Passing the various feed lines and rotor cables into the shack presents an interesting engineering challenge. Easy is usually cheesy and in this case, I don’t even know how many cables will eventually be required. The last thing I want to do is start cutting holes in the side of my house without a solid plan for how to make that functional, watertight, expandable, and it needs to not make my wife gasp when she sees it for the first time.

I started my search for “something” at DX Engineering. The closest thing I saw there was that MFJ window feedthrough panel. Not the worst option, though I don’t want to sacrifice the use of a window and my interest is getting the cables all the way inside. Not just to a connector on the window frame. Not finding anything better at other ham radio dealers, I turned to the internet.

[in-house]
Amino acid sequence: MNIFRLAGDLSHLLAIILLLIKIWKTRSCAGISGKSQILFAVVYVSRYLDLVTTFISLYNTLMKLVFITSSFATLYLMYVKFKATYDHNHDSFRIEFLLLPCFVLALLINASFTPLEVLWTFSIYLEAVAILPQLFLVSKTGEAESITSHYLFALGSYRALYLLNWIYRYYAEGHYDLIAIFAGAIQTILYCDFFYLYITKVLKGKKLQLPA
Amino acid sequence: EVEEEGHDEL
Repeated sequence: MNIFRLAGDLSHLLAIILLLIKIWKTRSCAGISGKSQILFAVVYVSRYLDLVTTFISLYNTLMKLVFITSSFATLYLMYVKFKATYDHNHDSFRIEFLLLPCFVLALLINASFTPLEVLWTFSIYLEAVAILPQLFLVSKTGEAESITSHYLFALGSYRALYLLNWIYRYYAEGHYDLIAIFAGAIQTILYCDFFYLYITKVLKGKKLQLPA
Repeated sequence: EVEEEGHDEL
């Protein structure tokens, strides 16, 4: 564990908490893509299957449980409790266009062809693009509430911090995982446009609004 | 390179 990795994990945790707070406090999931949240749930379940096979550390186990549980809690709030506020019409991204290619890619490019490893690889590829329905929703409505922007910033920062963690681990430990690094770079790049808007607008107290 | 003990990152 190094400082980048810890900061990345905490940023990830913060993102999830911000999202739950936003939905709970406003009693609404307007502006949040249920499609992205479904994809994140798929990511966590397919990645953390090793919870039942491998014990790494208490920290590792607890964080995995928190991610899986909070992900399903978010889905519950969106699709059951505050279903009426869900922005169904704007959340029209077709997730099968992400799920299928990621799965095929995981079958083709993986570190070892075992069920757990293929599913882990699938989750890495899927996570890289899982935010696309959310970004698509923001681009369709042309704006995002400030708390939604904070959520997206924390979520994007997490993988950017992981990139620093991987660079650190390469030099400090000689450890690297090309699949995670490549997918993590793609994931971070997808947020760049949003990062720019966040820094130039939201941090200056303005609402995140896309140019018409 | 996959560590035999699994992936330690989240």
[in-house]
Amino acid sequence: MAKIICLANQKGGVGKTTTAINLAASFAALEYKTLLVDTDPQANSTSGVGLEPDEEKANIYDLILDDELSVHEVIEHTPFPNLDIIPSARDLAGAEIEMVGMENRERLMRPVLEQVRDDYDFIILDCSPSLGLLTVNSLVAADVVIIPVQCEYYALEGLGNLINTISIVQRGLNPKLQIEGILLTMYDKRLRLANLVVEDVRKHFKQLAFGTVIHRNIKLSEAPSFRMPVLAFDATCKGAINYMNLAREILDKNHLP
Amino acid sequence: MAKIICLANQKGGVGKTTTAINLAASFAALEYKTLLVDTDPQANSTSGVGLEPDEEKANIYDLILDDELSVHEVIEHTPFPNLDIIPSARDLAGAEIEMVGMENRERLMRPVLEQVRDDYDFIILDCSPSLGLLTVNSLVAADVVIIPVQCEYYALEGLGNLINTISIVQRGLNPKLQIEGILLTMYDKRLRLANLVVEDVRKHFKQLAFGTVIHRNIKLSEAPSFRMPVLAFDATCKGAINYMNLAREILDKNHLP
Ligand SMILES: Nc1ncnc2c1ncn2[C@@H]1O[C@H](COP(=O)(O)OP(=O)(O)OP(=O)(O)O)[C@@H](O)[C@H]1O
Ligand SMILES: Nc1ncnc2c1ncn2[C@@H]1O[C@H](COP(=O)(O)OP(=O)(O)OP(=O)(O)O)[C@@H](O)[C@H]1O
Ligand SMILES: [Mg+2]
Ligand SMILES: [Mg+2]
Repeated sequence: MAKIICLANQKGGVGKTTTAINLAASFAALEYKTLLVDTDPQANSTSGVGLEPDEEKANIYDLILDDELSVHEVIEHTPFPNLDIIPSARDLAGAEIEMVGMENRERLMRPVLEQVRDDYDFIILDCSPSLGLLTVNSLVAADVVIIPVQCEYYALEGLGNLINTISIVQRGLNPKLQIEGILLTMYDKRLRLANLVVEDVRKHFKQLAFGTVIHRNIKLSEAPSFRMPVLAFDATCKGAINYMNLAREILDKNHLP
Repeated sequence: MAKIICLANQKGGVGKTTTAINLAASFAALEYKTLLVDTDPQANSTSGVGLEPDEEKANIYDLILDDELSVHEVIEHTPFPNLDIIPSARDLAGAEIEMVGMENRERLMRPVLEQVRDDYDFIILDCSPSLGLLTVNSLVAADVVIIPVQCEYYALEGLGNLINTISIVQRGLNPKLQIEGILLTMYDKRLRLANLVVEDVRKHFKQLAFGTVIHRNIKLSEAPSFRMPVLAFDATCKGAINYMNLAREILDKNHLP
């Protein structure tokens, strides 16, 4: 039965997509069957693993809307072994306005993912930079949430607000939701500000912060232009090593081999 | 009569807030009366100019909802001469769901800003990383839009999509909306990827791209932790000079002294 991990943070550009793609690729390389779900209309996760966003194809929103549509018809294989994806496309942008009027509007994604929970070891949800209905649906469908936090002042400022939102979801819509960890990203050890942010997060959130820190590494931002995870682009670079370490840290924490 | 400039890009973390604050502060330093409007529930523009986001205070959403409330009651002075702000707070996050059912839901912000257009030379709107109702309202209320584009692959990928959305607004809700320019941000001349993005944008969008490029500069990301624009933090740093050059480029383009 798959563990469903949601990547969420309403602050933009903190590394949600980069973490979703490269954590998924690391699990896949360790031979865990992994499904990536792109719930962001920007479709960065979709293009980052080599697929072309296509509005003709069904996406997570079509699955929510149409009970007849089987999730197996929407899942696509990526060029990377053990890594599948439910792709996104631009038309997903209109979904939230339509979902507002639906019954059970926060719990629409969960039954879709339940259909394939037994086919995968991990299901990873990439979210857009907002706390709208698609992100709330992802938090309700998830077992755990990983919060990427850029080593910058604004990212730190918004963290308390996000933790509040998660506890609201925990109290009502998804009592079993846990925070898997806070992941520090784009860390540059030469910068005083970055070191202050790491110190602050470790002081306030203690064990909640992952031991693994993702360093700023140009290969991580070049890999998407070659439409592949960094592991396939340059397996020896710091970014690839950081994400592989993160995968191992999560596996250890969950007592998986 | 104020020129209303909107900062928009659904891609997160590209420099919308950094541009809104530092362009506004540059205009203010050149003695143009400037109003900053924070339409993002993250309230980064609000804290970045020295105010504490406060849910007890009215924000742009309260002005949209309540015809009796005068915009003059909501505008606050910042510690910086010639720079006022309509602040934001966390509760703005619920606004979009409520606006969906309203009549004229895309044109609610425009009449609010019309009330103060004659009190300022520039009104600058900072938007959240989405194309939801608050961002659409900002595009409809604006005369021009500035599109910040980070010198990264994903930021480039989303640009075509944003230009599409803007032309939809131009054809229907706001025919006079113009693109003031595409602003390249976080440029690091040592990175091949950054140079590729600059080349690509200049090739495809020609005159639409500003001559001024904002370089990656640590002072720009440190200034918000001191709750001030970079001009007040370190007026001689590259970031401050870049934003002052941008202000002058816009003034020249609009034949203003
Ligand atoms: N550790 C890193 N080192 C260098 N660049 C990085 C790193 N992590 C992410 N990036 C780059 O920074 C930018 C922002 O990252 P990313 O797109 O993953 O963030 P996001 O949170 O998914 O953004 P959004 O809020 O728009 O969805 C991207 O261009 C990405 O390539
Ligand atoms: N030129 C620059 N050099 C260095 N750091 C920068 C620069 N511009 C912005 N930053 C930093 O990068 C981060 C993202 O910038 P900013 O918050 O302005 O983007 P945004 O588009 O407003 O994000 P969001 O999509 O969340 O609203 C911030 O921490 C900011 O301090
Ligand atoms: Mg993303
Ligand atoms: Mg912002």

That search revealed numerous interesting options, but I thought this was the best option and I contacted the company to get additional details. Seaview makes these water-proof cable feedthrough glands for home, auto, and maritime applications.

A sales engineer quickly responded with this brochure along with additional details about how to install them.

The inner rubber gland is in two pieces that fit around the cable so connectors can be passed through the opening. This is an obvious advantage for pre-made cables with connectors already attached, or when removing existing cables without needing to cut the connectors off, etc. The photo I’ve attached shows a single cable entry gland, but they also make similar pass-through components that can handle multiple cables.

I’m going to order and install a single gland feedthrough so I can further evaluate it with hope that it will prove suitable for my application. If it does, I’ll order a few of the multi-cable entry devices and install some sort of frame in the vinyl siding outside my shack that will support this sort of cable entry.